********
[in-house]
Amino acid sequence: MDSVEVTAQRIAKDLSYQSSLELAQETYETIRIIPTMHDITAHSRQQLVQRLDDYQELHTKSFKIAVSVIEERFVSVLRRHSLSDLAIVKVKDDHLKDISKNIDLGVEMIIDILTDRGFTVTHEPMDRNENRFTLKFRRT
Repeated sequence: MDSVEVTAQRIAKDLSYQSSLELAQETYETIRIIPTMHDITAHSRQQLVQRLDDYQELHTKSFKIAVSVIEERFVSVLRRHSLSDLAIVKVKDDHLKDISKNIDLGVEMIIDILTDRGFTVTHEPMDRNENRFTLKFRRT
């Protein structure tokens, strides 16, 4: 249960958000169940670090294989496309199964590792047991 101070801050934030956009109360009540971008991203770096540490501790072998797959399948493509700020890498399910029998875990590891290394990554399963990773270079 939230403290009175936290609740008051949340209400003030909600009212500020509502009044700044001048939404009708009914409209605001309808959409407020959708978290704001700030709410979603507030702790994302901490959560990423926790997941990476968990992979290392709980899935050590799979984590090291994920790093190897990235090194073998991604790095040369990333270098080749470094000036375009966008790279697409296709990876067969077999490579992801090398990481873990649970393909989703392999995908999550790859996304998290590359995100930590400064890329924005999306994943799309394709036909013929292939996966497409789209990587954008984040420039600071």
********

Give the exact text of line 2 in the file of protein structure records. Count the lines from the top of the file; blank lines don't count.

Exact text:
Amino acid sequence: MDSVEVTAQRIAKDLSYQSSLELAQETYETIRIIPTMHDITAHSRQQLVQRLDDYQELHTKSFKIAVSVIEERFVSVLRRHSLSDLAIVKVKDDHLKDISKNIDLGVEMIIDILTDRGFTVTHEPMDRNENRFTLKFRRT